Paka was born with only one full arm. His right arm ends just before the elbow. Back in Congo-Brazzaville, he proved himself to be a fast typist despite his disability, and climbed a career ladder from a general office job to a human resources position. But then he came to Turkey.

Paka's survival has come from his ability to befriend the Turkish people in Yalova despite a language barrier. A local man took pity on him after discovering Paka in the park, and helped him find a place to live. Every day since, Paka has had to choose between saving for rent or eating. He says he has gotten so used to the hunger pains that he ignores them, only leaving the house for food every other day. "I can’t keep living like this."


Paka's journey to Turkey began in 2012. The morning of March 4, he was driving to soccer practice in central Brazzaville like he did every Sunday. He convinced two friends to come along to watch. As they drove to the field, a short circuit sparkeda massive explosion in a military arms depot a few streets away. Close to 200 people were killed in the blast, including Paka's two friends.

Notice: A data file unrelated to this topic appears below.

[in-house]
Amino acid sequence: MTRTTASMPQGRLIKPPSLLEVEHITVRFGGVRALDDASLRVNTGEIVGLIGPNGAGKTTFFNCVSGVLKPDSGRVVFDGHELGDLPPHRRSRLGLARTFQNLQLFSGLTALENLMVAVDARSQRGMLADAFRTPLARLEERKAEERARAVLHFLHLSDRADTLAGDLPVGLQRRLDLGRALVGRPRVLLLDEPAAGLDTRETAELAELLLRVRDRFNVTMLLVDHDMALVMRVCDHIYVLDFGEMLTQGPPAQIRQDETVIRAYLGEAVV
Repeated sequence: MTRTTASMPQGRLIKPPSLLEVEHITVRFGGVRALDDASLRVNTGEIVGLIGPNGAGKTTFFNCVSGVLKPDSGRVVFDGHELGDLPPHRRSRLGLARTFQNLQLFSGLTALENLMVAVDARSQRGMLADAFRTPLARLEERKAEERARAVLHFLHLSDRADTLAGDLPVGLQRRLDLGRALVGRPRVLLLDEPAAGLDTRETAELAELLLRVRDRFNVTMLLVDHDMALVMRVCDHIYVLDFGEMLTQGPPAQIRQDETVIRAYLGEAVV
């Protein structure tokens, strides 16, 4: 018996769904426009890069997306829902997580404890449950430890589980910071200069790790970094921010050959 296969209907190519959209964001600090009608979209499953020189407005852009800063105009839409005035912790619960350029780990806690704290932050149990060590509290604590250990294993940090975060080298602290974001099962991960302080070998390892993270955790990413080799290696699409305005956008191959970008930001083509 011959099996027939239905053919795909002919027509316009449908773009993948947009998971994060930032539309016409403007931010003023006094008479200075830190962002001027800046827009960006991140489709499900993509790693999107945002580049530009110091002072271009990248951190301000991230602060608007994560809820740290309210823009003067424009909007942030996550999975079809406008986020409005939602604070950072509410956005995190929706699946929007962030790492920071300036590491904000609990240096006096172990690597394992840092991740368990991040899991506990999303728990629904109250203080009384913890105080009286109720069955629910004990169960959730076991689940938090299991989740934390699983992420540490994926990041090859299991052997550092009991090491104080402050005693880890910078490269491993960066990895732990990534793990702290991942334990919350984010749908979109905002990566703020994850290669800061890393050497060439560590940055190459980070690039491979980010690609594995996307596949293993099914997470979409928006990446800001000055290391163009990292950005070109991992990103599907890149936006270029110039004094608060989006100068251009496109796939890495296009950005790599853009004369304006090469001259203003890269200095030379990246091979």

"My friend's parents accused me of causing the death of their children because I had picked them up that day," Paka says. "They wanted to kill me. I had to leave — death was waiting for me there."

When they realized he had left Congo-Brazzaville, Paka alleges that his friends' parents murdered Paka’s older brother in his place. Paka and his wife became responsible for his brother’s children, as well as their own. The heft of that responsibility clearly weighs on him.

"My family in Africa also have problems, but I’m not able to send money to them because I don’t have any," he says.


 


Yalova is one of Turkey’s 69 satellite cities to which asylum seekers can be sent. (Photo: Aryn Strickland)
 


He has tried selling trinkets on the streets to make money, but as the only black face in a small Turkish town he was noticed by police, who told him to stop.

Officially, Paka isn't the only African sent to Yalova, but he says he is the only one living there full time. The others live illegally in Istanbul, where there are more jobs. They come to Yalova every two weeks to fulfill their mandatory sign-in at the police station.